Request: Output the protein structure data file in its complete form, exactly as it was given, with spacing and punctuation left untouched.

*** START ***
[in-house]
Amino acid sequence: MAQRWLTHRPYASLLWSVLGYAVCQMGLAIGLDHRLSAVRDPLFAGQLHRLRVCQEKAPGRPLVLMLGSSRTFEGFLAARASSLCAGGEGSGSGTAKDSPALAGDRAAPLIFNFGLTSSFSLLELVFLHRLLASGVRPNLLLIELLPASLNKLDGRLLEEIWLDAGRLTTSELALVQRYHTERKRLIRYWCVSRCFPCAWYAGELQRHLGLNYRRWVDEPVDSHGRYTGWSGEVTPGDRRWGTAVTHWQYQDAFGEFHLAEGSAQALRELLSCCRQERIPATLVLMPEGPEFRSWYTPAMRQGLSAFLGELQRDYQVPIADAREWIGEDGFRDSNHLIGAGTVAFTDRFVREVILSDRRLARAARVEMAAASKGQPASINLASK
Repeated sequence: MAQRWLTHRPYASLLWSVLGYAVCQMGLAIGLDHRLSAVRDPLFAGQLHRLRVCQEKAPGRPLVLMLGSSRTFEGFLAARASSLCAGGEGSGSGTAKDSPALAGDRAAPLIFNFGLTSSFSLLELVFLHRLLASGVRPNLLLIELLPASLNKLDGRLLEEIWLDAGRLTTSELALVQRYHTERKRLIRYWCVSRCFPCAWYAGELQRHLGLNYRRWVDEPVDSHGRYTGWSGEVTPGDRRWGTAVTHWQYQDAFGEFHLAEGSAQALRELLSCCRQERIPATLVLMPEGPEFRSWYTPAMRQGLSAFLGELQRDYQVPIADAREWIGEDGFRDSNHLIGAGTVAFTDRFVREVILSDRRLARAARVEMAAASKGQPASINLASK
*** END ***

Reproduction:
[in-house]
Amino acid sequence: MAQRWLTHRPYASLLWSVLGYAVCQMGLAIGLDHRLSAVRDPLFAGQLHRLRVCQEKAPGRPLVLMLGSSRTFEGFLAARASSLCAGGEGSGSGTAKDSPALAGDRAAPLIFNFGLTSSFSLLELVFLHRLLASGVRPNLLLIELLPASLNKLDGRLLEEIWLDAGRLTTSELALVQRYHTERKRLIRYWCVSRCFPCAWYAGELQRHLGLNYRRWVDEPVDSHGRYTGWSGEVTPGDRRWGTAVTHWQYQDAFGEFHLAEGSAQALRELLSCCRQERIPATLVLMPEGPEFRSWYTPAMRQGLSAFLGELQRDYQVPIADAREWIGEDGFRDSNHLIGAGTVAFTDRFVREVILSDRRLARAARVEMAAASKGQPASINLASK
Repeated sequence: MAQRWLTHRPYASLLWSVLGYAVCQMGLAIGLDHRLSAVRDPLFAGQLHRLRVCQEKAPGRPLVLMLGSSRTFEGFLAARASSLCAGGEGSGSGTAKDSPALAGDRAAPLIFNFGLTSSFSLLELVFLHRLLASGVRPNLLLIELLPASLNKLDGRLLEEIWLDAGRLTTSELALVQRYHTERKRLIRYWCVSRCFPCAWYAGELQRHLGLNYRRWVDEPVDSHGRYTGWSGEVTPGDRRWGTAVTHWQYQDAFGEFHLAEGSAQALRELLSCCRQERIPATLVLMPEGPEFRSWYTPAMRQGLSAFLGELQRDYQVPIADAREWIGEDGFRDSNHLIGAGTVAFTDRFVREVILSDRRLARAARVEMAAASKGQPASINLASK